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Enhancing the control of doubly fed induction generators using artificial neural networks in the presence of real wind profiles

  • Chaimae Dardabi,

    Roles Conceptualization, Methodology, Resources, Validation, Writing – original draft

    Affiliation Energetic Laboratory, Department of physics, Faculty of science Tetouan, Abdelmalek Essaadi University, Tetouan, Morocco

  • Abdelouahed Djebli,

    Roles Data curation, Investigation, Methodology, Validation

    Affiliation Energetic Laboratory, Department of physics, Faculty of science Tetouan, Abdelmalek Essaadi University, Tetouan, Morocco

  • Hamid Chojaa,

    Roles Formal analysis, Project administration, Supervision, Validation, Writing – review & editing

    Affiliation Industrial Technologies and Services Laboratory, Higher School of Technology, Sidi Mohamed Ben Abdellah University, Fez, Morocco

  • Hadoun Aziz,

    Roles Investigation, Resources, Software

    Affiliation Energy, Materials and Computing Physics Research Group, ENS, Abdelmalek Essaadi University, Tetouan, Morocco

  • Abderrahman Mouradi,

    Roles Resources, Software, Visualization, Writing – original draft

    Affiliation Energy, Materials and Computing Physics Research Group, ENS, Abdelmalek Essaadi University, Tetouan, Morocco

  • Mahmoud A. Mossa ,

    Roles Formal analysis, Methodology, Project administration, Writing – original draft, Writing – review & editing (MAM); (TAHA)

    Affiliation Electrical Engineering Department, Faculty of Engineering, Minia University, Minia, Egypt

  • Almoataz Y. Abdelaziz,

    Roles Data curation, Investigation, Software, Visualization

    Affiliation Faculty of Engineering and Technology, Future University in Egypt, Cairo, Egypt

  • Thamer A. H. Alghamdi

    Roles Formal analysis, Funding acquisition, Resources, Software (MAM); (TAHA)

    Affiliations Wolfson Centre for Magnetics, School of Engineering, Cardiff University, Cardiff, United Kingdom, Electrical Engineering Department, Faculty of Engineering, A-Baha University, Al-Baha, Saudi Arabia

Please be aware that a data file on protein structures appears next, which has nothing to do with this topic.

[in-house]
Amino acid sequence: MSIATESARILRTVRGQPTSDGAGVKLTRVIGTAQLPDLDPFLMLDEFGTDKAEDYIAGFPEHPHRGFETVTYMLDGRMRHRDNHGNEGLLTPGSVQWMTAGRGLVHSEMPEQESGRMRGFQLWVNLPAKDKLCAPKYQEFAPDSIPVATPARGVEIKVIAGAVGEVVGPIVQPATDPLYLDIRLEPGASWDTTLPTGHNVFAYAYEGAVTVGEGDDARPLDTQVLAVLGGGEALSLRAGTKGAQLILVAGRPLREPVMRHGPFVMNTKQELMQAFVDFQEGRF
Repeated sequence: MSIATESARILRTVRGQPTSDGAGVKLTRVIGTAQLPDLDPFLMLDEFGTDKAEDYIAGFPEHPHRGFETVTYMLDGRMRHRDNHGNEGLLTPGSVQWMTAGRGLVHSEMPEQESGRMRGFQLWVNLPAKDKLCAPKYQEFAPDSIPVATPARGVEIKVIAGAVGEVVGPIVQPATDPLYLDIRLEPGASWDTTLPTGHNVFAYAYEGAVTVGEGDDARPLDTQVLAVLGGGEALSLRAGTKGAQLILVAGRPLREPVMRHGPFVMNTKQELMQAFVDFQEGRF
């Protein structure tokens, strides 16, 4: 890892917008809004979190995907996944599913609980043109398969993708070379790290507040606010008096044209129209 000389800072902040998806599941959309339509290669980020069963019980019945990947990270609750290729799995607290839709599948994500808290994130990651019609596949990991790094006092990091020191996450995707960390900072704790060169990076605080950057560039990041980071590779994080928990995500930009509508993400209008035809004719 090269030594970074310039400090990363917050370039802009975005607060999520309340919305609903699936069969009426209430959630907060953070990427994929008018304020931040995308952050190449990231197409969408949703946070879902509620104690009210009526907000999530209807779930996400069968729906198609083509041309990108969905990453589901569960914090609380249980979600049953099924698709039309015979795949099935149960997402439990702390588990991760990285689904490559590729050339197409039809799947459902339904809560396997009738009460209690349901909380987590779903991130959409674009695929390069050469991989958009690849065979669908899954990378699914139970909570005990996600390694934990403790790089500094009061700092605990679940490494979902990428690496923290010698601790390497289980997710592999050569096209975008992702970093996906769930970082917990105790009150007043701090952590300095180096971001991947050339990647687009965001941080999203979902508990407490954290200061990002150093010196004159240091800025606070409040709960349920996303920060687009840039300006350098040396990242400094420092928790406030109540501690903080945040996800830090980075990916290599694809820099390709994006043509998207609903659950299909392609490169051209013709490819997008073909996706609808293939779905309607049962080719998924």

This study tackles the complex task of integrating wind energy systems into the electric grid, facing challenges such as power oscillations and unreliable energy generation due to fluctuating wind speeds. Focused on wind energy conversion systems, particularly those utilizing double-fed induction generators (DFIGs), the research introduces a novel approach to enhance Direct Power Control (DPC) effectiveness. Traditional DPC, while simple, encounters issues like torque ripples and reduced power quality due to a hysteresis controller. In response, the study proposes an innovative DPC method for DFIGs using artificial neural networks (ANNs). Experimental verification shows ANNs effectively addressing issues with the hysteresis controller and switching table. Additionally, the study addresses wind speed variability by employing an artificial neural network to directly control reactive and active power of DFIG, aiming to minimize challenges with varying wind speeds. Results highlight the effectiveness and reliability of the developed intelligent strategy, outperforming traditional methods by reducing current harmonics and improving dynamic response. This research contributes valuable insights into enhancing the performance and reliability of renewable energy systems, advancing solutions for wind energy integration complexities.

1. Introduction

Today, the significance of generating electricity from renewable energy systems is steadily increasing due to the escalating shortage of conventional energy sources and the pressing issue of global warming. Furthermore, the utilization of carbon accounting serves as a crucial technique for estimating the amount of carbon emissions produced by an organization, particularly in relation to electricity delivery. This is especially relevant as more industries and individuals actively participate in carbon reduction initiatives [1]. Additionally, the ability to limit the rise in global temperature to 1.5°C and achieve the CO2 reduction targets by 2050 may rely on the widespread adoption of renewable energy sources (RESs) coupled with increased electrification [2]. In light of advancements in technology, wind energy has emerged as one of the most promising renewable energy sources worldwide, primarily due to its remarkable efficiency and adaptable control capabilities [3].